Friday, 13 March 2015

On mental discipline

This has been on my mind for a little while after comments from friends who are, let's say surprised, at the way I have embraced motherhood given how it was never something I sought after. (Okay, let's call a spade a spade: I never wanted children.)

At some point in my life, I've learned a few valuable lessons on mental discipline, and I thought I'd share a little about what I've learned.

Choosing to be where I am

Me, age 24, living in VA
on a camping trip (!)
Mental discipline to me is not working hard to try to think differently. It's about finding the love for the situation.

For example, I was single for a long time. All my 20's long. I never had a relationship in my 20's. And most of my friends would say things like, "you don't want to be married, do you." (my standard answer to that one was, I just haven't met anyone I want to marry!) 

In other words, when I was single I poured all my energy into the work I did and lived the single life to the full, rather than looking to change the situation. I embraced it: moving continents, seeing the world. I've never been one of those women who plan their wedding long before they meet the groom. To me, that would have been not only a waste of mental energy but, worse, it would feed a longing I didn't find it helpful to feed at that time. 

And that's the rub. I know that where my mental energy goes, that will be what I long for. So why not want what I have?

People seem to think I'm not open to change, though. In one sense, the oh-she-does-career-not-marriage line was a compliment to me, because it was true at the time; I truly didn't long for what I didn't have, because I had a full life to enjoy. But it wasn't true. I was open to change. And now things have changed, I have fully embraced life as it is now.

No pining

Trying rowing for the first time...
My mother always longed for freedom (from her marriage, from us children...) and all it did was make her miserable. I'm not in her situation, of course - my marriage is wonderful, not a prison - but nevertheless I don't choose to dwell on things I can't do any more, or that aren't helpful.

I am committed to what I do now. I no longer pursue a career outside my home - and I don't pine after one, instead my aspiration now is to be the best mother and wife I can be. I pour my energy into those pursuits. I spend time learning, improving, and working to get better at it just as I used to do at work. Pursuing excellence.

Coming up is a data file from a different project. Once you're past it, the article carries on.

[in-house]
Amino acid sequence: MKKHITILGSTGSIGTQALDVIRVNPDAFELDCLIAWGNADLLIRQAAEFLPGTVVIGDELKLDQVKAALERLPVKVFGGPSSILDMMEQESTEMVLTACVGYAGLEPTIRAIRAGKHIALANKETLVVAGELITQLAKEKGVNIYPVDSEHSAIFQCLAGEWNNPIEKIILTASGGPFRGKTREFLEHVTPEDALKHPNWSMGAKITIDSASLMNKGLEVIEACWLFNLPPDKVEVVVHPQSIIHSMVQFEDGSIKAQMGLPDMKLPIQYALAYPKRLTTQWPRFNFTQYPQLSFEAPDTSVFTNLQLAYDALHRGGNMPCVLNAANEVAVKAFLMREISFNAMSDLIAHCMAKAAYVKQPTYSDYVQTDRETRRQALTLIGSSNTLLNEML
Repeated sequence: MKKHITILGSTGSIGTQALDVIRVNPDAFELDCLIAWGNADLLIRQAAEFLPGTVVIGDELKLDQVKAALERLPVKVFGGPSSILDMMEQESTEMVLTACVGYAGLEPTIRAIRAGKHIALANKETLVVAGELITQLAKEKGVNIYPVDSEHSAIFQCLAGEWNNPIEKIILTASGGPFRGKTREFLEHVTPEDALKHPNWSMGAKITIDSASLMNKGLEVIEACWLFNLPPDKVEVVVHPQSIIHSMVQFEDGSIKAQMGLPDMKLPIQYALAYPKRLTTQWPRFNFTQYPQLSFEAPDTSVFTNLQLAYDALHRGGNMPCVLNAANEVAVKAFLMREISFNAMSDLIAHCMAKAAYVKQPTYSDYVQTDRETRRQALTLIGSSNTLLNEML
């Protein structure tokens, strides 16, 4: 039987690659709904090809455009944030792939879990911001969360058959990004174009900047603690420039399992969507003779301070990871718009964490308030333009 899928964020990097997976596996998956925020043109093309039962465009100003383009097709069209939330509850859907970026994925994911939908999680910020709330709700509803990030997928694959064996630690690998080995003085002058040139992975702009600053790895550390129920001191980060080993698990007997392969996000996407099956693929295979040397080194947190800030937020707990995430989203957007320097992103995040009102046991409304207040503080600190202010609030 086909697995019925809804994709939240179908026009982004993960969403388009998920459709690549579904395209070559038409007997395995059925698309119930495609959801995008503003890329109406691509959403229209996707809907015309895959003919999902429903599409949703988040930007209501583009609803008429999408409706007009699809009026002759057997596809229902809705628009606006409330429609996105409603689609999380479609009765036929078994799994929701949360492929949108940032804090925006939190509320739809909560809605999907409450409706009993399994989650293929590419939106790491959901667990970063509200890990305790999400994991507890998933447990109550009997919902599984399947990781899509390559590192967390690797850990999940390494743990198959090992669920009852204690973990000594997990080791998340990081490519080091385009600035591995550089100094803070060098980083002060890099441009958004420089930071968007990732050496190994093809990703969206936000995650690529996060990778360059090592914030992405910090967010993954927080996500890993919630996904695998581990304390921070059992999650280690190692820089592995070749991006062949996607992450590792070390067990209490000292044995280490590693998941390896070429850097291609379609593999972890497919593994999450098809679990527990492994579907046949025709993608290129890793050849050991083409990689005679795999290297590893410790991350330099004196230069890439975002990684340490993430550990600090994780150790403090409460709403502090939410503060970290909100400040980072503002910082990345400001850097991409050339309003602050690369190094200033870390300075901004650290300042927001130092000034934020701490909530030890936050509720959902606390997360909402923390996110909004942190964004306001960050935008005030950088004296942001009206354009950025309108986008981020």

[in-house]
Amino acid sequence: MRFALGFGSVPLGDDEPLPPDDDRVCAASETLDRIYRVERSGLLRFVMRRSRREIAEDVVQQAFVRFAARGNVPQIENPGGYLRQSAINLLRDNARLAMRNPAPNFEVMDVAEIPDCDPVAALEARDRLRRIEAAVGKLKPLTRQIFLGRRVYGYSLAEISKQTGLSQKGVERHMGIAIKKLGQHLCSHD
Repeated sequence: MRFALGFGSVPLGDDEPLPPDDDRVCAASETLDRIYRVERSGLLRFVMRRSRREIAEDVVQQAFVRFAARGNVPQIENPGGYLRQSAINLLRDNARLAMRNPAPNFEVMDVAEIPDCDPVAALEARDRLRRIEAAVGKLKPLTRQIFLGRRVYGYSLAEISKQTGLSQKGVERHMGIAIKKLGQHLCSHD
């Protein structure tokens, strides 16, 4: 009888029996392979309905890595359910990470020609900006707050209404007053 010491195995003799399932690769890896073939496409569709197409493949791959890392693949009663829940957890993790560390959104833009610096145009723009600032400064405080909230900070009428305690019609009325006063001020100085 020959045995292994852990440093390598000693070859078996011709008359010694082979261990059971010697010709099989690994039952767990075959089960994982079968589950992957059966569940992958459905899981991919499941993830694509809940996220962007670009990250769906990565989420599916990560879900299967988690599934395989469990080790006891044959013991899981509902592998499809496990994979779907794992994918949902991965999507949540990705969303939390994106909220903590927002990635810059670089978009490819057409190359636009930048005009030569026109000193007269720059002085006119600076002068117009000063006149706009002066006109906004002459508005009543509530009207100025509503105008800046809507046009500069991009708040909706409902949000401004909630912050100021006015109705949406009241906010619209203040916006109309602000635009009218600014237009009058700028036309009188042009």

Comparison kills

From the outside looking in, my life looks idyllic. Living on a boat; married to the love of my life; given a baby who is bringing a whole new level of joy to my life. And that is true, and that is what I dwell on

What don't I have? We don't have lots of money - in fact, it's very tight. I don't have a "stimulating" work and career any more. We don't have lots of living space, no outside space obviously. Our lifestyle is simple. 

I consciously don't compare our lives to those of others, though. As the AA slogan puts it, comparing my inside to another's outside is unhelpful; others may have more of the things I want but they also likely struggle with other issues I don't know about.

No peer pressure

Since kindergarten I have refused peer pressure. When I started smoking, I was one of the first - it wasn't peer pressure that got me to do it. Whenever I noticed it, I almost always chose to do the exact opposite - just because! 

May not have much
but we set our priorities
And then I learned that doing the opposite of what peer pressure dictates is still being under it; so these days I just make my own decisions and try, to the best of my ability, to keep any peer pressure out of my decision making altogether. So I might do what everyone does, or I might not, but the point is I'm making my decisions freely.

I'm currently feeling some peer pressure both ways in terms of mothering and work. One group of mums I'm friends with is mostly professionals who expect to go back to work, and who consider the idea of staying home an antiquated and somewhat demeaning concept. Another group of my mother friends thinks staying home and fully embracing motherhood is the highest possible calling. 

My choice is my choice, though. I don't react to peer pressure - I act in my, and my family's, best interests. That is freedom, and that is the kind of mental discipline I work on establishing in my life.

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Thanks so much for sharing!